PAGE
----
Harvard’s winter track season was defined by broken records. Week after week, Harvard runners and field competitors etched their names in the record books, and after the first meet of the spring season it seems like nothing has changed.
This weekend, the Crimson track and field program headed to Houston, Tex., to compete at the Texas Southern Relays. Overall, three program records fell or were matched over the two days of competition. The men and women combined for eight first place finishes, with the women excelling on the track and the men impressing on the field.
“We go down to Texas each year primarily for the warm weather, some spring training, and it’s nice to also have a competition while we’re down there,” Harvard coach Jason Saretsky said. “The way our student athletes competed and the performances they were able to achieve were nothing short of spectacular.”
The transition to the spring season also includes a shift of some events. On the track, some of the sprint events change distances while in the field, athletes compete in the hammer throw, discus, and javelin, which is different from the winter season.
During the winter season, junior Danielle Barbian broke her own record multiple times in the 60-meter dash, ending the season with a time of 7.44 in the Ivy championship race. In Texas, Barbian added her name once more for the 100-meter dash record, claiming the top of the podium with a time of 11.65. Junior Ashley Collinsworth may not have been able to catch up to her teammate, but her third place finish of 11.83 seconds put her at third in the Harvard record books and was a personal best.
Barbian and Collinsworth also joined freshman Sylvia Deppen and sophomore Autumne Franklin for the first place 4x100 meter relay. The team crossed the line in a program-record 46.27 seconds, a mark that Franklin and the Crimson intend to lower come the championship season.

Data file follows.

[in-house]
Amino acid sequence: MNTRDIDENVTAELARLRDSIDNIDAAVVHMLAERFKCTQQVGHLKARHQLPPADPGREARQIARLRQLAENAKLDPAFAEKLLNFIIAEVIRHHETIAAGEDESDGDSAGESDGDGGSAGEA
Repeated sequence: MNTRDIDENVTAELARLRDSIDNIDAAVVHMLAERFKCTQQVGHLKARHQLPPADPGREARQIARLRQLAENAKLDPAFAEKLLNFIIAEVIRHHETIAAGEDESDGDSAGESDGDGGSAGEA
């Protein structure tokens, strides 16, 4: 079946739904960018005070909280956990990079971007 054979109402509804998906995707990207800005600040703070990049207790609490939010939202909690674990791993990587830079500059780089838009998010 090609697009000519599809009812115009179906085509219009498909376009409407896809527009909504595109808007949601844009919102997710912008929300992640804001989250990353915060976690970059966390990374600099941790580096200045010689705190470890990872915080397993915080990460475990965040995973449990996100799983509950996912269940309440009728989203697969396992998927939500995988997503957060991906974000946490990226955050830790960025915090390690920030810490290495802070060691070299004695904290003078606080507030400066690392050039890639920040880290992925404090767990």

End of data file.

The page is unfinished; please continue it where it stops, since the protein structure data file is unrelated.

“[The record] is not really in my head because my goal right now isn’t to break any records in the first meet,” Franklin said. “For the 4x100, our record was really, really, slow and we intend to demolish it, so breaking the record doesn’t really resonate with us…. We know we can do so much better than that.”
On the individual side, Franklin was victorious in the 400-meter hurdles with a time of 59.25, edging out teammate freshman Jackie Modesett by a little over a second.
Franklin and Modesett weren’t the only teammates to stand together in the top three.
On the men’s side, junior Ben Glauser and senior Dustin Brode took first and third, respectively, in the hammer throw.
In the shot put, Brode and junior Igor Liokumovich took first and second.
Junior Malcolm Mason Rodriguez and freshman Efe Uwaifo took the second and third spots in the triple jump.
With the outdoor season in full swing for the track program, runners and throwers must transition to competing in the elements. While it doesn’t feel like spring yet in Cambridge, the Texas heat was an issue on the second day of competition. Wind was a factor in the evening events.
“The first day, the weather was pretty perfect—you couldn’t complain about it,” Franklin said. “The second day it was really hot. You had to modify your warm ups, drink a lot more water, and kind of not let the exhaustion get to you.”
Harvard athletes took advantage of the few bye weeks following the indoor championship meets. After an intense period of training, the Crimson began the outdoor season perhaps a little sorer than usual.
“If anything, I like to have a lighter schedule when we get to the season because you have to kind of get used to it and its also some time to get some really good training in,” Franklin said. “I was joking with my teammates saying that it felt like fall training all over again the week after Heps because everything we did hurt.”
The team will compete next in the Snowflake Classic next weekend at Tufts. The meet will give the athletes a chance to compete locally before spending most of the season on the road.
“We as a coaching staff take a very concerted effort to make sure our student athletes have the right balance,” Saretsky said. “We pick and choose our spots wisely so that we’re not on the road too much. We are very selective about who competes where.”
—Staff writer Theresa C. Hebert can be reached at email@example.com.